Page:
There are also numerous customers complaining about the iPad 3 emitting excessive heat, which is directly related to the tablet’s power issues. Besides the back of the device feeling uncomfortably warm to the touch, the laws of physics tell us that heat equals wasted energy (i.e. electricity). Things are definitely not looking good for Apple’s newest technological wonder!
You can read about these issues yourself on many tech Web sites, like the recent articles at Macworld.com — The iPad’s charging challenge explained — PCMag.com — New iPad’s Screen Hogs Battery Power — and CNN.com — Does the new iPad have an overheating problem?
This situation will absolutely NOT work for me. I’m planning on using my iPad a lot on the road: for in-car route navigation and on-the-trail topographical navigation, both of which depend on the iPad’s GPS capabilities. It doesn’t matter how awesome the iPad 3’s Retina display is, or how fast it can run graphics-intensive games, or how quickly I can download a video over a 4G LTE connection — if the battery dies while I’m out in the middle of the boondocks, then I could be in big trouble!
For my uses, battery longevity is one of the most important requirements, and in this department the new iPad 3 falls WAY short of the iPad 2. Really, it’s a deal-killer for me. So it should be obvious why I abandoned the iPad 3 and went back to the iPad 2 — even before I took the iPad 3 out for even one excursion in the back country. I just can’t take the risk, even once, that it’s going to fail me when I’m depending on it most. Last year, I took my iPad 2 with me on numerous outings, and was very pleased with its performance — the battery was never an issue.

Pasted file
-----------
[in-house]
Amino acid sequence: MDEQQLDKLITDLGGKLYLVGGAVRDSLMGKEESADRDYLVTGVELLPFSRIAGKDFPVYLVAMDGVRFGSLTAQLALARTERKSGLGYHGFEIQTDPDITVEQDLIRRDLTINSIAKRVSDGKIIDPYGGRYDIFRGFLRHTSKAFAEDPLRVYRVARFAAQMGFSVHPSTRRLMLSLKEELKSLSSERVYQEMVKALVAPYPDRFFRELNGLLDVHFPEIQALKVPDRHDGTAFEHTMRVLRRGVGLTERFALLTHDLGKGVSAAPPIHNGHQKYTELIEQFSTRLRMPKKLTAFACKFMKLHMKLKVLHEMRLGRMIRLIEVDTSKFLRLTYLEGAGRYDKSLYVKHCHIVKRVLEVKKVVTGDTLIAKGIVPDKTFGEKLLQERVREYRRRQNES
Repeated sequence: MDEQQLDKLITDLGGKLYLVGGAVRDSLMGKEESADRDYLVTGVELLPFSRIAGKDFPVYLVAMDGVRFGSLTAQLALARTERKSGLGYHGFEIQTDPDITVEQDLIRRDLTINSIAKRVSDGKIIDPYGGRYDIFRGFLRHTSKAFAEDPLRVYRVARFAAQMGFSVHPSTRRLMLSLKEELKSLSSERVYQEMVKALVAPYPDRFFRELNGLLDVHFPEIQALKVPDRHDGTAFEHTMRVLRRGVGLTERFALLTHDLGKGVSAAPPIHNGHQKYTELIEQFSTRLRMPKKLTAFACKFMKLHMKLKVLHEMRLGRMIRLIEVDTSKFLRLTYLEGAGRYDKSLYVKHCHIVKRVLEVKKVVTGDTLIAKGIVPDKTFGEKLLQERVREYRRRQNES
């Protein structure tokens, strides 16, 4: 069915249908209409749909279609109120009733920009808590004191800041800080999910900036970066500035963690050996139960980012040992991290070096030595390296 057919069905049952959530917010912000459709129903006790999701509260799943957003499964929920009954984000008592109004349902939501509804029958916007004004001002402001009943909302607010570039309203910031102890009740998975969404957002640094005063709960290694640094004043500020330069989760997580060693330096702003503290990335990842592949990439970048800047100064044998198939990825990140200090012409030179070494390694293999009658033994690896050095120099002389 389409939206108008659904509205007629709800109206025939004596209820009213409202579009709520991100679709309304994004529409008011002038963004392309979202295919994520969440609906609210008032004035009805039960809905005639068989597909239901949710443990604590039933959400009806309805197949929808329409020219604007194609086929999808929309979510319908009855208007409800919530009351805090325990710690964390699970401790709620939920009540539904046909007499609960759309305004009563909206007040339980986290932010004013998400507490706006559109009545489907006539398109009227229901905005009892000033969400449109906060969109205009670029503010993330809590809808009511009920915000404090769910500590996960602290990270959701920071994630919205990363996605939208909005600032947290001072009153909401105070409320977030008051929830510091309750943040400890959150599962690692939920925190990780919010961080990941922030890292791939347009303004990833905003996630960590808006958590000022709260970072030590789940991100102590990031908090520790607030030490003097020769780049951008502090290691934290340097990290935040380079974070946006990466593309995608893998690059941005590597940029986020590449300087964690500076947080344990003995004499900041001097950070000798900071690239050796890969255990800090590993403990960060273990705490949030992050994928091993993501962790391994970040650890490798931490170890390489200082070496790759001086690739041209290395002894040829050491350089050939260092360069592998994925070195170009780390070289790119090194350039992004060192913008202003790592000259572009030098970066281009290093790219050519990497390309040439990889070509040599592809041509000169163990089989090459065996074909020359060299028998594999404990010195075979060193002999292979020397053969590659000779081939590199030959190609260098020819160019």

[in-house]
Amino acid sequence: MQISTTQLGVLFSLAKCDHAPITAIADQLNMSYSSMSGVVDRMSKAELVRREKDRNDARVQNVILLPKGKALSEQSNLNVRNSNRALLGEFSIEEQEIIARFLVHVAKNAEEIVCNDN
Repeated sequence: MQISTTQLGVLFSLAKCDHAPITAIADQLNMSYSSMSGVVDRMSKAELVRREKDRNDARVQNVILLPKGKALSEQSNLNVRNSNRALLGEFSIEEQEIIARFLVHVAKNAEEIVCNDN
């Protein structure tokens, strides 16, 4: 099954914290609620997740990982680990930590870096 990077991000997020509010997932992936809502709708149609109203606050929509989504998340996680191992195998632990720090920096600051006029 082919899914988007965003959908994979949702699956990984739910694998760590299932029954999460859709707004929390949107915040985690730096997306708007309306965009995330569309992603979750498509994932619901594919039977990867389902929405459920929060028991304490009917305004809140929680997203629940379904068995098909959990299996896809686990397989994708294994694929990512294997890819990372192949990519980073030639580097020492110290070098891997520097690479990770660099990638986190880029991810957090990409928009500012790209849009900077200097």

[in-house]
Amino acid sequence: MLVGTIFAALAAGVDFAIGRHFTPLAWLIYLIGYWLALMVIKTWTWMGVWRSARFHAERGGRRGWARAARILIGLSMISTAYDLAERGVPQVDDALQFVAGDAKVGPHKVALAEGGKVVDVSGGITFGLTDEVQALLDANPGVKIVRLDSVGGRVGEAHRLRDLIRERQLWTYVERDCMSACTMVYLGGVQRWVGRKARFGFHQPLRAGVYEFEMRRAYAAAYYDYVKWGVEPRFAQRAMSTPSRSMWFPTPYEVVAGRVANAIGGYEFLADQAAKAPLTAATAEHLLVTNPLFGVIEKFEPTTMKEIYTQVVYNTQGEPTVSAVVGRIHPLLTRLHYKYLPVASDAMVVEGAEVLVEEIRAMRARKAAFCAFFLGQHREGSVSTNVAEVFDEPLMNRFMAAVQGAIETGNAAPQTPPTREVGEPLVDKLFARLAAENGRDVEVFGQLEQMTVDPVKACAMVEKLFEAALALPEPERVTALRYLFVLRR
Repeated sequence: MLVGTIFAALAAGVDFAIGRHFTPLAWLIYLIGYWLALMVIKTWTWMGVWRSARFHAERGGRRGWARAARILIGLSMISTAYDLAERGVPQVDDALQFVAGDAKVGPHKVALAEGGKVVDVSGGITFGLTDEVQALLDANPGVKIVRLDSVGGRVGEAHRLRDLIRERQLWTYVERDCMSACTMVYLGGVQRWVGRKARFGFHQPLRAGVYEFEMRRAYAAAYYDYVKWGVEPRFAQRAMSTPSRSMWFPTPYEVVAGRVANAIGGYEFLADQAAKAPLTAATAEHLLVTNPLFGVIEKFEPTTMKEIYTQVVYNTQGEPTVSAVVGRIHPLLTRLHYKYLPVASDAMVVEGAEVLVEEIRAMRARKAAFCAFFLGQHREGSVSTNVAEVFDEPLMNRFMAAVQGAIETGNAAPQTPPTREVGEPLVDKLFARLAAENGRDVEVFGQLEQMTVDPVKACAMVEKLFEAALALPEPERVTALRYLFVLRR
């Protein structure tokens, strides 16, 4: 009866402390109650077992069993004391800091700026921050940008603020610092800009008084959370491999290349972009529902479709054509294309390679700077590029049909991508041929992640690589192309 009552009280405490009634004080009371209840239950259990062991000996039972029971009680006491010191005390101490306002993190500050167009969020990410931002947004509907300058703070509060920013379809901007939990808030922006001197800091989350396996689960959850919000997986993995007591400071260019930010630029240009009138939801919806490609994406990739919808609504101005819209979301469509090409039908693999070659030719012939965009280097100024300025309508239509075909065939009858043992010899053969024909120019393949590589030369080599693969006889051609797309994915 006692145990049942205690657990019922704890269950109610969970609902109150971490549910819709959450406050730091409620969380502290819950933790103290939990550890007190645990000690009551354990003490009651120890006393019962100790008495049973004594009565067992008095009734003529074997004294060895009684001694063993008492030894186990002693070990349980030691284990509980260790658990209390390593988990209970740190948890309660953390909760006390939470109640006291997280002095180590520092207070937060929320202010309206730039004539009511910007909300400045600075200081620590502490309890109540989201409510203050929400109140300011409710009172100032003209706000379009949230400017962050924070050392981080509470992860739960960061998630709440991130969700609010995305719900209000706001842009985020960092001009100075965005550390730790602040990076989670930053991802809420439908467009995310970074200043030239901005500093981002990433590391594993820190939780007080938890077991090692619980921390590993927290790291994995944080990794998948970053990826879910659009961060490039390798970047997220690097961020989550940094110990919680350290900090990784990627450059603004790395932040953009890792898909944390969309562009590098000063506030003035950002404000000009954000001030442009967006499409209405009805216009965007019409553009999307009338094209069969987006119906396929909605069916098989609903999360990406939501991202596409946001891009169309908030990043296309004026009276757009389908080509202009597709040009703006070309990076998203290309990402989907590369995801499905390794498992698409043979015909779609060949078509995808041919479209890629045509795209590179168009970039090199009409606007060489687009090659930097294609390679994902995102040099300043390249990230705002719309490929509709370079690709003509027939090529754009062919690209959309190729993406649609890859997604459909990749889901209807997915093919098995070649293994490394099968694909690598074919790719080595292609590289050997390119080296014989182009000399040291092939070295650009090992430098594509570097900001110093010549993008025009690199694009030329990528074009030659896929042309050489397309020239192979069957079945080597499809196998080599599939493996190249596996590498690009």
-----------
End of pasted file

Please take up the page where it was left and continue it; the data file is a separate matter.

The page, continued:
I think Apple really overreached itself by bringing the power-hungry Retina display to the iPad. It was technologically possible, but because battery technology has not advanced in step, it’s just not ready for prime time. The product is still very new, so people haven’t had a lot of time to see how it performs in their daily lives. But I think that over the coming months, there is going to be a growing dissatisfaction with the iPad 3. I think it’s going to end up being a public-relations problem for Apple.
Even though they added some great new features to the iPad 3, overall, with the power problems, I think the balance of features is actually negative, and that it’s a step backwards for Apple and the iPad. It won’t be until at least the iPad 4 that they will get this worked out. It will be very interesting to see how my predictions unfold!
So, adieu, my precious iPad 3! Parting is such sweet sorrow! Truly, it was short, but sweet. Unfortunately, your voracious appetite for power is diametrically opposed to my need for conservation and moderation. Now we must go our separate ways — you, to the kitchen table to help with homeschooling, while I, with my faithful, less pretentious iPad 2, will explore the remote reaches of Oregon. But not to worry, I’m sure our paths will cross again, every once in a while. Fare thee well!
UPDATE: A new article on the Macworld Web site validates my decision to stick with the iPad 2. For more details about the battery-life differences between the iPad 3 and the iPad 2, check out their report: New iPad’s battery life matches Apple’s claims, but iPad 2 lasts longer.